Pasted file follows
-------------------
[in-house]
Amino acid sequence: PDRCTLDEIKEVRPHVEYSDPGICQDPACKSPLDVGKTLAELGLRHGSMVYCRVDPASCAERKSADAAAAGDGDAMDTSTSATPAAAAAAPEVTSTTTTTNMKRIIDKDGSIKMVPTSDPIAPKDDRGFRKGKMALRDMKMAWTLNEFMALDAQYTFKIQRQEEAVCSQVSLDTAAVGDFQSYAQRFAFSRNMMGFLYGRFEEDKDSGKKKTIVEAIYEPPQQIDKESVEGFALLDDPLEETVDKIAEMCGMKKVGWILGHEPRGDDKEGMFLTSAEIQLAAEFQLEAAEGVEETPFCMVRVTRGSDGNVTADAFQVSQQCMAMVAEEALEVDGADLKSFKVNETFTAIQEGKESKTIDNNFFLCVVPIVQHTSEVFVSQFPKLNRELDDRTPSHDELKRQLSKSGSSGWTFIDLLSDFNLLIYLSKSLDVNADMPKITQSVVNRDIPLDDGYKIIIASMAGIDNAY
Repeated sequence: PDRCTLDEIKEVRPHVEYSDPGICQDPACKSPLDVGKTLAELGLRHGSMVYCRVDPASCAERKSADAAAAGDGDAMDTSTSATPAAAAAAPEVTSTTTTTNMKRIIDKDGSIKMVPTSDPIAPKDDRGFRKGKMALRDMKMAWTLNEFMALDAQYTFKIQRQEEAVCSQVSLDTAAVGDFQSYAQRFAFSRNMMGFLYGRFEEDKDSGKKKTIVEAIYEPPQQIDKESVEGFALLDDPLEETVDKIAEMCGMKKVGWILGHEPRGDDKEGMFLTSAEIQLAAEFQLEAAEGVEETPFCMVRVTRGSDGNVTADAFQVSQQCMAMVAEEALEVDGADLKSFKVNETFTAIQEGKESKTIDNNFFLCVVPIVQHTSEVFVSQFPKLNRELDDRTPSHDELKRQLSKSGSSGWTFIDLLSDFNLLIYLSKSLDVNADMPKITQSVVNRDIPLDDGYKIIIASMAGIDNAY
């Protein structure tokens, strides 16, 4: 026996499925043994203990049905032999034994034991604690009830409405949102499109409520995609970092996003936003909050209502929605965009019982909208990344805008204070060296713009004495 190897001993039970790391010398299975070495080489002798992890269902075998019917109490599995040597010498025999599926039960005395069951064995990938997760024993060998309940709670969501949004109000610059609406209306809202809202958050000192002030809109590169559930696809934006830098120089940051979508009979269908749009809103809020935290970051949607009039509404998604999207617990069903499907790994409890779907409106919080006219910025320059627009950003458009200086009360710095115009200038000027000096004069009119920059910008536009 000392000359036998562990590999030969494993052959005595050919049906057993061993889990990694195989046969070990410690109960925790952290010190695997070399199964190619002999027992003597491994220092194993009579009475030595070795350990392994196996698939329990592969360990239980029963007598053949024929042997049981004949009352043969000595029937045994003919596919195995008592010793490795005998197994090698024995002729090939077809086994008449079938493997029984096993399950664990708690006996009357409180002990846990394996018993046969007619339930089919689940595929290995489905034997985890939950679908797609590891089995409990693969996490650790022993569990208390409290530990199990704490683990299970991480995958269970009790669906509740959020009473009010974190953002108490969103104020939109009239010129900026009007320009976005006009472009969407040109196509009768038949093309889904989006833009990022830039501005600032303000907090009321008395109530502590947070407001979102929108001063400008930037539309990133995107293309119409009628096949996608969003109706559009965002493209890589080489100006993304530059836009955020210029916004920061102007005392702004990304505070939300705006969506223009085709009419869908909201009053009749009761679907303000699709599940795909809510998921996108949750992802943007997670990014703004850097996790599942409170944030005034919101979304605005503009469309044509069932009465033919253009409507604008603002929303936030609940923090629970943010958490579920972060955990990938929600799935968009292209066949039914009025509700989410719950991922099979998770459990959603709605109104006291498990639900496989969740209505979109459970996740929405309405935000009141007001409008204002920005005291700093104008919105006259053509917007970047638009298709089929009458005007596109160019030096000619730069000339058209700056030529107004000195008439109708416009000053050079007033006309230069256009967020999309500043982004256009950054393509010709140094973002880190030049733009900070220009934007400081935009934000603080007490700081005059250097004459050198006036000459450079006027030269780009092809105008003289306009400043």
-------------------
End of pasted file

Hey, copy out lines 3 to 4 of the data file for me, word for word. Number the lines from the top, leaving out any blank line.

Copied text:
Repeated sequence: PDRCTLDEIKEVRPHVEYSDPGICQDPACKSPLDVGKTLAELGLRHGSMVYCRVDPASCAERKSADAAAAGDGDAMDTSTSATPAAAAAAPEVTSTTTTTNMKRIIDKDGSIKMVPTSDPIAPKDDRGFRKGKMALRDMKMAWTLNEFMALDAQYTFKIQRQEEAVCSQVSLDTAAVGDFQSYAQRFAFSRNMMGFLYGRFEEDKDSGKKKTIVEAIYEPPQQIDKESVEGFALLDDPLEETVDKIAEMCGMKKVGWILGHEPRGDDKEGMFLTSAEIQLAAEFQLEAAEGVEETPFCMVRVTRGSDGNVTADAFQVSQQCMAMVAEEALEVDGADLKSFKVNETFTAIQEGKESKTIDNNFFLCVVPIVQHTSEVFVSQFPKLNRELDDRTPSHDELKRQLSKSGSSGWTFIDLLSDFNLLIYLSKSLDVNADMPKITQSVVNRDIPLDDGYKIIIASMAGIDNAY
């Protein structure tokens, strides 16, 4: 026996499925043994203990049905032999034994034991604690009830409405949102499109409520995609970092996003936003909050209502929605965009019982909208990344805008204070060296713009004495 190897001993039970790391010398299975070495080489002798992890269902075998019917109490599995040597010498025999599926039960005395069951064995990938997760024993060998309940709670969501949004109000610059609406209306809202809202958050000192002030809109590169559930696809934006830098120089940051979508009979269908749009809103809020935290970051949607009039509404998604999207617990069903499907790994409890779907409106919080006219910025320059627009950003458009200086009360710095115009200038000027000096004069009119920059910008536009 000392000359036998562990590999030969494993052959005595050919049906057993061993889990990694195989046969070990410690109960925790952290010190695997070399199964190619002999027992003597491994220092194993009579009475030595070795350990392994196996698939329990592969360990239980029963007598053949024929042997049981004949009352043969000595029937045994003919596919195995008592010793490795005998197994090698024995002729090939077809086994008449079938493997029984096993399950664990708690006996009357409180002990846990394996018993046969007619339930089919689940595929290995489905034997985890939950679908797609590891089995409990693969996490650790022993569990208390409290530990199990704490683990299970991480995958269970009790669906509740959020009473009010974190953002108490969103104020939109009239010129900026009007320009976005006009472009969407040109196509009768038949093309889904989006833009990022830039501005600032303000907090009321008395109530502590947070407001979102929108001063400008930037539309990133995107293309119409009628096949996608969003109706559009965002493209890589080489100006993304530059836009955020210029916004920061102007005392702004990304505070939300705006969506223009085709009419869908909201009053009749009761679907303000699709599940795909809510998921996108949750992802943007997670990014703004850097996790599942409170944030005034919101979304605005503009469309044509069932009465033919253009409507604008603002929303936030609940923090629970943010958490579920972060955990990938929600799935968009292209066949039914009025509700989410719950991922099979998770459990959603709605109104006291498990639900496989969740209505979109459970996740929405309405935000009141007001409008204002920005005291700093104008919105006259053509917007970047638009298709089929009458005007596109160019030096000619730069000339058209700056030529107004000195008439109708416009000053050079007033006309230069256009967020999309500043982004256009950054393509010709140094973002880190030049733009900070220009934007400081935009934000603080007490700081005059250097004459050198006036000459450079006027030269780009092809105008003289306009400043």